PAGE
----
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Indiana Infant Mortality Summit shines a light on longstanding problem

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The inaugural Indiana Infant Mortality Summit was held in Indianapolis, bringing together health care providers, policy makers, public health professionals, faith-based and community leaders and others to draw attention to an issue that has been identified as the Indiana State Department of Health’s top priority.

The death of a baby before his or her first birthday is called infant mortality. The infant mortality rate is an estimate of the number of infant deaths for every 1,000 live births. This rate is often used as an indicator to measure the health and well-being of a nation, because factors affecting the health of entire populations can also impact the mortality rate of infants.

“Shortly after I was appointed Health Commissioner, the leadership team at the State Health Department came together to identify our state’s most urgent public health issues,” said State Health Commissioner William VanNess, M.D. “Infant mortality quickly rose to the top of that list. I was surprised to learn that Indiana has one of the highest infant mortality rates in the nation and I believe many Hoosiers may be unaware of this, as I was.”

In 2010, Indiana ranked 45th among states for infant mortality, with a rate of 7.5 infant deaths per 1,000 live births. The national rate was 6.1 in the same year. In 2011, Indiana’s rate was 7.7 infant deaths, while the preliminary U.S. rate was 6.05.

The top five causes of infant mortality in the United States are:

  • Serious birth defects
  • Baby born too small and too early (preterm, low birthweight)
  • Sudden infant death syndrome (SIDS)
  • Baby affected by maternal complications
  • Baby is the victim of injuries (e.g., suffocation deaths)

Access to health care, lack of prenatal care, tobacco use, limited physical activity and diet and nutrition are factors that can contribute to negative pregnancy and birth outcomes, which can lead to increased infant mortality.

“We lost 643 of our children before their first birthday in 2011,” said Dr. VanNess. “That’s why we are all here at this important gathering today—for the children we’ve lost, their families and for our future children.”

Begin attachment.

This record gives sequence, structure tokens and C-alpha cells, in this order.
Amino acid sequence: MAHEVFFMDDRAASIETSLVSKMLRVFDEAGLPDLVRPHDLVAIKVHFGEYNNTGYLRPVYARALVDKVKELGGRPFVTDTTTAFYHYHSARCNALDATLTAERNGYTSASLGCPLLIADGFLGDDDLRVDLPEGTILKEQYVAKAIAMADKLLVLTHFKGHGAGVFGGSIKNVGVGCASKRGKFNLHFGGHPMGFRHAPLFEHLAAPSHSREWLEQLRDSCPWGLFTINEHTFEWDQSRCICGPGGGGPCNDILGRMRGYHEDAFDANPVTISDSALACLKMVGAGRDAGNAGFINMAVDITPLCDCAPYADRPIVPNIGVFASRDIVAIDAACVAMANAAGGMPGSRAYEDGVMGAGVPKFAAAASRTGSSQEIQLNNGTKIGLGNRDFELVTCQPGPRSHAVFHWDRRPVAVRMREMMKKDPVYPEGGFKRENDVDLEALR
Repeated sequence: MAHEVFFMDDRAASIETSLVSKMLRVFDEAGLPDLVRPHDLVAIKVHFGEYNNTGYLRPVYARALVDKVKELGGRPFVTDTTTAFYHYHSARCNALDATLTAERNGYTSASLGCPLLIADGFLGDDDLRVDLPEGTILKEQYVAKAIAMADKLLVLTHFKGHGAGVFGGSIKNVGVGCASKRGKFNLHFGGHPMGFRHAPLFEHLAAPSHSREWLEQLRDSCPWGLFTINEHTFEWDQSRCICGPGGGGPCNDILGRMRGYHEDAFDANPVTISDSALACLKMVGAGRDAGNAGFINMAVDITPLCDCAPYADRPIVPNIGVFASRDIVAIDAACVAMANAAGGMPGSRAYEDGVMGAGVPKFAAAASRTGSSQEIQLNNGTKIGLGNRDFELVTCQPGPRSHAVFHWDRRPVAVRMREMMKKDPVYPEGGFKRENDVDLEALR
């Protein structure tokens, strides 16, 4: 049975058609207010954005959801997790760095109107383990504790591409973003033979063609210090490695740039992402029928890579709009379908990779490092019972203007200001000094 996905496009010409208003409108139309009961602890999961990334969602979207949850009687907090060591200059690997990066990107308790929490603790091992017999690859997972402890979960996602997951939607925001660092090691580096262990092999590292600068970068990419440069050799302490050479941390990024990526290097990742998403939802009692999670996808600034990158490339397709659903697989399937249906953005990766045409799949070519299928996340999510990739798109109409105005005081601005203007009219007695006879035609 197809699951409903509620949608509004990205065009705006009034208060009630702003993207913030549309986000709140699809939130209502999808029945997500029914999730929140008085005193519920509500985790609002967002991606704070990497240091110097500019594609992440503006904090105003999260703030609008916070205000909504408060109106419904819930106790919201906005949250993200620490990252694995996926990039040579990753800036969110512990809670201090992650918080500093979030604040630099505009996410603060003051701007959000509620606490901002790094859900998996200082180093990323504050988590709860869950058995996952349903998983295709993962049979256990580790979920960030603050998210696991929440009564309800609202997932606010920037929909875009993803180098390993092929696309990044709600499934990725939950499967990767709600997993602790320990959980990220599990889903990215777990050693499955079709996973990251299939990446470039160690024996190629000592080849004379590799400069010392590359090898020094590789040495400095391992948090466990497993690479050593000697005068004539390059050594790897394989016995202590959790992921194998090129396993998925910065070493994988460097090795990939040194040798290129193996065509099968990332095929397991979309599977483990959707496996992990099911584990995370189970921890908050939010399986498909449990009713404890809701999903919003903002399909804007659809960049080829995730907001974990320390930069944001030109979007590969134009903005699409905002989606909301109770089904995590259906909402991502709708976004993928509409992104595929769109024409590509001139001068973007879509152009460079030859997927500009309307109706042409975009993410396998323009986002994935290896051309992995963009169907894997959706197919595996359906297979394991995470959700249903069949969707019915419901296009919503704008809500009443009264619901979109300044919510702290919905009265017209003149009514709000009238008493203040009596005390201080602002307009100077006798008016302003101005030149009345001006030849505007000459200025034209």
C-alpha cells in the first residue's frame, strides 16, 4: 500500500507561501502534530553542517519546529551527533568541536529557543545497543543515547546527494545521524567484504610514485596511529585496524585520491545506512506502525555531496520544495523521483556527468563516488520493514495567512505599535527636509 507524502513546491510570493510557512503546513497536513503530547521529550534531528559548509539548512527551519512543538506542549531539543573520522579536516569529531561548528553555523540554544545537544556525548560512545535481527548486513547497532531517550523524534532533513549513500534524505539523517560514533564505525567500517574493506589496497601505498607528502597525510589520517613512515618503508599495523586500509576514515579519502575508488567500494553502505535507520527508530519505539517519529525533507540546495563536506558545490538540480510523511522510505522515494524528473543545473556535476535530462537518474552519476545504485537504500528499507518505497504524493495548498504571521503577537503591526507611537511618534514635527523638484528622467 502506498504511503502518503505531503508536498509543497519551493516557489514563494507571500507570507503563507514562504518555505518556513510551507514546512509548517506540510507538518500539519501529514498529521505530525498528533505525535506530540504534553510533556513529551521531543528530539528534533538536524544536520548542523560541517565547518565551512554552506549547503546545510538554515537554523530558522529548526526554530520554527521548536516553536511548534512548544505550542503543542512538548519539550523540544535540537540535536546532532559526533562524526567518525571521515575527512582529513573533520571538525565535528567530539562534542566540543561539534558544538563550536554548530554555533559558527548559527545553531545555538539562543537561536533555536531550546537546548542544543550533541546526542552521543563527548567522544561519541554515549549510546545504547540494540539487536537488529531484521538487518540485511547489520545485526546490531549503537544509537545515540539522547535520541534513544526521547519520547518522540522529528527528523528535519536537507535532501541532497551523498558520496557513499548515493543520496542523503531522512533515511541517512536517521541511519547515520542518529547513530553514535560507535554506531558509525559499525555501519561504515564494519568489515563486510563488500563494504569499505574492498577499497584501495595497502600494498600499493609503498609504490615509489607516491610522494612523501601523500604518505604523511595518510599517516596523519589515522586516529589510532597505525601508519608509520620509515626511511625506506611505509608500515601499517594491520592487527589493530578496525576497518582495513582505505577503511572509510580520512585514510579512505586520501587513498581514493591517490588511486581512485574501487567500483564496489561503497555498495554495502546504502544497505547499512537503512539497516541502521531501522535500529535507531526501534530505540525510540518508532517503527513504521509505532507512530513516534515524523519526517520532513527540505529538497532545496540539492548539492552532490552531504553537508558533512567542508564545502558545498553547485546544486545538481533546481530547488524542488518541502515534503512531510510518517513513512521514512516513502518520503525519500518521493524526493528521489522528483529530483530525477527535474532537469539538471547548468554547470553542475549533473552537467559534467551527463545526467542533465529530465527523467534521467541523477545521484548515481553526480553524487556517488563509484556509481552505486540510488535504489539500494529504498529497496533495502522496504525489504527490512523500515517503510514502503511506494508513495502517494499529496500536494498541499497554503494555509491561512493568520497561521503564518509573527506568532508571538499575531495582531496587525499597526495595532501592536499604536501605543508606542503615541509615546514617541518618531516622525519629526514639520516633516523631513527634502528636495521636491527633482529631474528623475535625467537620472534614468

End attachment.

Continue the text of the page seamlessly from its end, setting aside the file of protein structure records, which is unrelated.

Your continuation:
The Summit included special guest speaker Gov. Pence, who stressed the importance of protecting Indiana’s children and expressed his appreciation for Indiana’s experts coming together to work on this critical initiative.

Keynote speaker, David Lakey, M.D., Commissioner of the Texas Department of State Health Services, is a native Hoosier from Anderson. He discussed what Texas has done to reduce infant mortality and lessons learned. Texas experienced a significant decline in infant mortality deaths from 2005-2010, according to the National Center for Health Statistics at the Centers for Disease Control and Prevention.

The State Health Department, with support of partners, plans to rollout a statewide public education campaign in 2014 and is working closely with Indiana hospitals and others on issues such as hospital care, high risk pregnancy and prenatal care coordination, and the importance of carrying babies through 39 weeks of pregnancy.

The 2013 Indiana Infant Mortality Summit was made possible by the support of the following sponsors: March of Dimes, the Indiana Tobacco Quitline, St. Vincent Women’s Hospital, Indiana Youth Institute, Anthem Blue Cross/Blue Shield, The Women’s Hospital (part of Deaconess Health System), Covering Kids & Families, the Marion County Public Health Department and the Texas Department of State Health Services.

For more information, visit the Indiana State Department of Health at StateHealth.IN.gov.

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